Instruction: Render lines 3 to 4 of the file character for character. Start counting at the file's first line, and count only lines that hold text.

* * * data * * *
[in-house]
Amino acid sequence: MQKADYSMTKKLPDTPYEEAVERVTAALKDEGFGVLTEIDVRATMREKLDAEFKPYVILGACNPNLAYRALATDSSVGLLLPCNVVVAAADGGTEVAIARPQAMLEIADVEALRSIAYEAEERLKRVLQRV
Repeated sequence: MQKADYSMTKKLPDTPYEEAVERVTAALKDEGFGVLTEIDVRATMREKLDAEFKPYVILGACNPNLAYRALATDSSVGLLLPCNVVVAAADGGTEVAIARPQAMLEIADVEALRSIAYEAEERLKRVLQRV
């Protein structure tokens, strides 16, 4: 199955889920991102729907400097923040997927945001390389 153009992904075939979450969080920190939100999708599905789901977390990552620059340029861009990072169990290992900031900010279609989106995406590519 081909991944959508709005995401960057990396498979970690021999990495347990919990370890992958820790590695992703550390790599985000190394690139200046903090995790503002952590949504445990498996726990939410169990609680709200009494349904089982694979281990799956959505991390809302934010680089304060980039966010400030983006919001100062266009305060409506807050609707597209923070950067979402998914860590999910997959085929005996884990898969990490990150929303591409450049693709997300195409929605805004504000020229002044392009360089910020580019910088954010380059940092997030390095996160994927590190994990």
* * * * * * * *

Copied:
Repeated sequence: MQKADYSMTKKLPDTPYEEAVERVTAALKDEGFGVLTEIDVRATMREKLDAEFKPYVILGACNPNLAYRALATDSSVGLLLPCNVVVAAADGGTEVAIARPQAMLEIADVEALRSIAYEAEERLKRVLQRV
């Protein structure tokens, strides 16, 4: 199955889920991102729907400097923040997927945001390389 153009992904075939979450969080920190939100999708599905789901977390990552620059340029861009990072169990290992900031900010279609989106995406590519 081909991944959508709005995401960057990396498979970690021999990495347990919990370890992958820790590695992703550390790599985000190394690139200046903090995790503002952590949504445990498996726990939410169990609680709200009494349904089982694979281990799956959505991390809302934010680089304060980039966010400030983006919001100062266009305060409506807050609707597209923070950067979402998914860590999910997959085929005996884990898969990490990150929303591409450049693709997300195409929605805004504000020229002044392009360089910020580019910088954010380059940092997030390095996160994927590190994990």